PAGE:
Definition of Water Quality ParametersSource: Testing the Waters: Chemical and Physical Vital Signs of a River by Sharon Behar. Montpelier, VT: River Watch Network, 1997. ISBN-0-782-3492-3
Water temperature is affected by air temperature, stormwater runoff, groundwater inflows, turbidity, and exposure to sunlight. In considering the health of organisms, it is necessary to consider their maximum temperature and optimum temperature. The maximum temperature is the highest water temperature at which the organism will live for a few hours. The optimum temperature is the temperature at which it will thrive.
|Fish||Short-term maximum||Optimum for Spawning|
pH is measured on a logarithmic scale between 1 and 14 with 1 being extremely acid, 7 neutral, and 14 extremely basic. Because it is a logarithmic scale there is a ten fold increase in acidity for a change of one unit of pH, e.g. 5 is 100 times more acid than 7 on the pH scale. The largest variety of freshwater aquatic organisms prefer a pH range between 6.5 to 8.0.
Every creek will have a baseline conductivity depending on the local geology and soils. Higher conductivity will result from the presence of various ions including nitrate, phosphate, and sodium.
The basic unit of measurement for conductivity is micromhos per centimeter (µmhos/cm) or microsiemens per centimeter (µS/cm). Either can be used, they are the same. It is a measure of the inverse of the amount of resistance an electric charge meets in traveling through the water. Distilled water has a conductivity ranging from 0.5 to 3 µS/cm, while most streams range between 50 to 1500 µS/cm. Freshwater streams ideally should have a conductivity between 150 to 500 µS/cm to support diverse aquatic life.
Dissolved oxygen is oxygen gas molecules (O2) present in the water. Plants and animals cannot directly use the oxygen that is part of the water molecule (H2O), instead depending on dissolved oxygen for respiration. Oxygen enters streams from the surrounding air and as a product of photosynthesis from aquatic plants. Consistently high levels of dissolved oxygen are best for a healthy ecosystem.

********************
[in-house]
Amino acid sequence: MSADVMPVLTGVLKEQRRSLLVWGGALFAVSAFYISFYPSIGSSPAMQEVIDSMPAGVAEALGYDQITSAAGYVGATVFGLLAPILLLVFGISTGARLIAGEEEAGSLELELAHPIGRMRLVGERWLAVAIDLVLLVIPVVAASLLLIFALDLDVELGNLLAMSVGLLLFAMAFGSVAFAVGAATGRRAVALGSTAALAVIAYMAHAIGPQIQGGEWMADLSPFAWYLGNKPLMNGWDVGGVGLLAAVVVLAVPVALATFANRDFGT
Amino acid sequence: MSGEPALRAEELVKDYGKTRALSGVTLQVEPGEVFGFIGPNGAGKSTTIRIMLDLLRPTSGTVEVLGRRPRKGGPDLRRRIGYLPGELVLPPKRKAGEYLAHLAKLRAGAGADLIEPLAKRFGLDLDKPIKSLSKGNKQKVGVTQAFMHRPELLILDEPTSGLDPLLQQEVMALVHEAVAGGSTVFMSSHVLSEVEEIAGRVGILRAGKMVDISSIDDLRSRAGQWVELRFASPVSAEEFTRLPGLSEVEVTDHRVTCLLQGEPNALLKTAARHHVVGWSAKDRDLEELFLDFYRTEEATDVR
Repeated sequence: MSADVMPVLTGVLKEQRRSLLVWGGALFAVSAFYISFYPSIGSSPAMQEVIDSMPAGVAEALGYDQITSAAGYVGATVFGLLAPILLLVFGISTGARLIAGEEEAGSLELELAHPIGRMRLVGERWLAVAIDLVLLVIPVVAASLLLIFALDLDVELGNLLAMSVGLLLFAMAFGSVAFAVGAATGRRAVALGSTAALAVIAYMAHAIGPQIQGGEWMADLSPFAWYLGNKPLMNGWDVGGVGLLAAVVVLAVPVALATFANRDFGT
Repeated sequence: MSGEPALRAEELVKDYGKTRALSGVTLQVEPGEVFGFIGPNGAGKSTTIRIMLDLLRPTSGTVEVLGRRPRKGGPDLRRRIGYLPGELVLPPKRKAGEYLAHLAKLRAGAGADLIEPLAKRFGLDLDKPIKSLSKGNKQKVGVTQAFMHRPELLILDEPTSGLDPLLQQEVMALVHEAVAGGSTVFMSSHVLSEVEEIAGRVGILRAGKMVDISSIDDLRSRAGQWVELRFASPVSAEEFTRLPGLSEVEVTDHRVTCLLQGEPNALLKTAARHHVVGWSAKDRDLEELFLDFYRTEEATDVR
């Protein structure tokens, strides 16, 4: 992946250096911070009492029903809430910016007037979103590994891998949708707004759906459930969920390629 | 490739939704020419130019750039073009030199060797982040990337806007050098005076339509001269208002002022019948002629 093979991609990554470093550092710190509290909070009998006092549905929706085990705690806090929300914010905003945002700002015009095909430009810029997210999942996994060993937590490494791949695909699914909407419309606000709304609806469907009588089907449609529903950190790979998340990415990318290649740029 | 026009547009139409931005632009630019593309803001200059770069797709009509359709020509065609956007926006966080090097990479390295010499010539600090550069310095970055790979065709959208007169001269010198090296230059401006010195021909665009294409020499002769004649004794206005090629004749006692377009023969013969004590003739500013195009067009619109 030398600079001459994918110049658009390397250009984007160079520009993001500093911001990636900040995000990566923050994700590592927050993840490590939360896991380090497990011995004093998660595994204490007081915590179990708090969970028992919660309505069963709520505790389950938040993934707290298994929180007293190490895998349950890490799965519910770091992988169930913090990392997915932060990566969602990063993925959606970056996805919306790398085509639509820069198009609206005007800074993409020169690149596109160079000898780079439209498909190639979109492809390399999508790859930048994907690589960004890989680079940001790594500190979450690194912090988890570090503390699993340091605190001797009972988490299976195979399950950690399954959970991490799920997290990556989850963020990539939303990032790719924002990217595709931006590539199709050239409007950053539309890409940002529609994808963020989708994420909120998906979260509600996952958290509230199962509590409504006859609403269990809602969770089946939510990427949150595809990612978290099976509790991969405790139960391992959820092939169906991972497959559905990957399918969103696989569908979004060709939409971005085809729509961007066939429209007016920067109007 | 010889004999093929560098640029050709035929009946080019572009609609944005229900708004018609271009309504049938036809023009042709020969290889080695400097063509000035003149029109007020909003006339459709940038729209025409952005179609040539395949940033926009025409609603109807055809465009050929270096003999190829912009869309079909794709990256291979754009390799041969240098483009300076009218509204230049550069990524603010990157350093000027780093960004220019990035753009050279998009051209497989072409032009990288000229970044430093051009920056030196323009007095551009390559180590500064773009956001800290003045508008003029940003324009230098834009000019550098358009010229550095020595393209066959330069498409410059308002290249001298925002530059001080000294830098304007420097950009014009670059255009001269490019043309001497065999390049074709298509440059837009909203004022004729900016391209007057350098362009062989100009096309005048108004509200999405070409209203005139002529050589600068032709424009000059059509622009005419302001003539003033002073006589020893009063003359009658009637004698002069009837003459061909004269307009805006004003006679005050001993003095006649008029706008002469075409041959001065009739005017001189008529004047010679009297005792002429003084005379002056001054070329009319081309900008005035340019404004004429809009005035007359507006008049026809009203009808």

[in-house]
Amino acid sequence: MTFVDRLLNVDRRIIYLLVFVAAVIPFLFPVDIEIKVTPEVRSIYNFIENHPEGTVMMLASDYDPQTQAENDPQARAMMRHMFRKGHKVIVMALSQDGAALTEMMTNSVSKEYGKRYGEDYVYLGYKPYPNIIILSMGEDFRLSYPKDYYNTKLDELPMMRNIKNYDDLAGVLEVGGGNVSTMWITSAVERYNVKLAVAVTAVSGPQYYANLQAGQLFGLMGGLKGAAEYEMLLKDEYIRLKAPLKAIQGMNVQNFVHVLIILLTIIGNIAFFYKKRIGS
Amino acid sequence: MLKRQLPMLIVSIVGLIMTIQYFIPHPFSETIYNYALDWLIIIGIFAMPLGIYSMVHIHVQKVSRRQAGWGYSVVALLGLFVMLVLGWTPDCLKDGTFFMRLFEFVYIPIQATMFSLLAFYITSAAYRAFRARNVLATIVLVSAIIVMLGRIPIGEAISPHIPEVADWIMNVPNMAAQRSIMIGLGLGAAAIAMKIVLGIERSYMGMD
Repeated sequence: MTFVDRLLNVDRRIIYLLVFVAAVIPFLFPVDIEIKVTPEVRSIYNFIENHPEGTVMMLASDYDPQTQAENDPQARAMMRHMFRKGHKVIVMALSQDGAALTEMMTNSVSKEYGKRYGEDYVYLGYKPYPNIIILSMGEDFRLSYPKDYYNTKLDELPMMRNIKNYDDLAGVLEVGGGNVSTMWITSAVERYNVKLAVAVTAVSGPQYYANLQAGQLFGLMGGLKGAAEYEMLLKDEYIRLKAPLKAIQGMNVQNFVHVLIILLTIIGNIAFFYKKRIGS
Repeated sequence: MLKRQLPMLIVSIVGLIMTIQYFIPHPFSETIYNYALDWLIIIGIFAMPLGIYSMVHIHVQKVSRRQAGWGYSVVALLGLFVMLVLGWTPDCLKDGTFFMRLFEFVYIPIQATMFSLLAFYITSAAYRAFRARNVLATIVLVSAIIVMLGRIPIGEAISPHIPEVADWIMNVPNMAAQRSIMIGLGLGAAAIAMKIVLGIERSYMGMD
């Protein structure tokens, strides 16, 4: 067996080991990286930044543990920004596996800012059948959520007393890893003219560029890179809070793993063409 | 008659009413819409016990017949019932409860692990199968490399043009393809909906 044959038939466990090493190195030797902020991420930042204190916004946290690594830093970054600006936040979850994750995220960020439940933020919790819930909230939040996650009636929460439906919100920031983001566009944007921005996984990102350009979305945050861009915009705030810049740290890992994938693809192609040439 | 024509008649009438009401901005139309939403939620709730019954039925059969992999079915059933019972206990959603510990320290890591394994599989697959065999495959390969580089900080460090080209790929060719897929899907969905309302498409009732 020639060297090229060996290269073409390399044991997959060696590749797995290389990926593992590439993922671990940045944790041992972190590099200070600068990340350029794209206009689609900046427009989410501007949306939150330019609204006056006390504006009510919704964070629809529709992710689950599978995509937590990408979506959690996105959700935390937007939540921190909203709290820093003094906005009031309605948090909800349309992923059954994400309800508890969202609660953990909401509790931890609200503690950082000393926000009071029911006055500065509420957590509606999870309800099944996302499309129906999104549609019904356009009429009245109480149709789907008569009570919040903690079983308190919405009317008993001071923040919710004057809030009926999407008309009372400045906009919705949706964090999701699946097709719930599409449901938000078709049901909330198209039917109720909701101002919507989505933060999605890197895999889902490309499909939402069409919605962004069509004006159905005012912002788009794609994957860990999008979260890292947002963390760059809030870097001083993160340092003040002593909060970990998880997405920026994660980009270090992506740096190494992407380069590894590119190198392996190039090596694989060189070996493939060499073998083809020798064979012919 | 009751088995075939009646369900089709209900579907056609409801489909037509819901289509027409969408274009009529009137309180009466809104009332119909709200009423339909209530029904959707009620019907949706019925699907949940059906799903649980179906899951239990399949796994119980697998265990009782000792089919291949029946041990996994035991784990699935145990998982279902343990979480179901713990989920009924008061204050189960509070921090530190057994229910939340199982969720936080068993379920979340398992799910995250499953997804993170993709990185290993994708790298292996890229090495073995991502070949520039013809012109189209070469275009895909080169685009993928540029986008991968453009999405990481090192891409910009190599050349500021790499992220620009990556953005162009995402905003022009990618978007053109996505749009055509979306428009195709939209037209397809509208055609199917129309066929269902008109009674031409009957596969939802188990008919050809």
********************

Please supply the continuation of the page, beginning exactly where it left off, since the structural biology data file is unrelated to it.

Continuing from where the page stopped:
Levels of dissolved oxygen vary depending on factors including water temperature, time of day, season, depth, altitude, and rate of flow. Water at higher temperatures and altitudes will have less dissolved oxygen. Dissolved oxygen reaches its peak during the day. At night, it decreases as photosynthesis has stopped while oxygen consuming processes such as respiration, oxidation, and respiration continue, until shortly before dawn.
Human factors that affect dissolved oxygen in streams include addition of oxygen consuming organic wastes such as sewage, addition of nutrients, changing the flow of water, raising the water temperature, and the addition of chemicals.
Dissolved oxygen is measured in mg/L.
0-2 mg/L: not enough oxygen to support life.
2-4 mg/L: only a few fish and aquatic insects can survive.
4-7 mg/L: good for many aquatic animals, low for cold water fish
7-11 mg/L: very good for most stream fish
Nitrate is measured in mg/L. Natural levels of nitrate are usually less than 1 mg/L. Concentrations over 10 mg/L will have an effect on the freshwater aquatic environment. 10 mg/L is also the maximum concentration allowed in human drinking water by the U.S. Public Health Service. For a sensitive fish such as salmon the recommended concentration is 0.06 mg/L.
Water with low dissolved oxygen may slow the rate at which ammonium is converted to nitrite (NO2-) and finally nitrate (NO3-). Nitrite and ammonium are far more toxic than nitrate to aquatic life.
Sources of phosphate include animal wastes, sewage, detergent, fertilizer, disturbed land, and road salts used in the winter.
Phosphates do not pose a human or health risk except in very high concentrations. It is measured in mg/L. Larger streams may react to phosphate only at levels approaching 0.1 mg/L, while small streams may react to levels of PO4-3 at levels of 0.01 mg/L or less. In general, concentrations over 0.05 will likely have an impact while concentrations greater than 0.1 mg/L will certainly have impact on a river.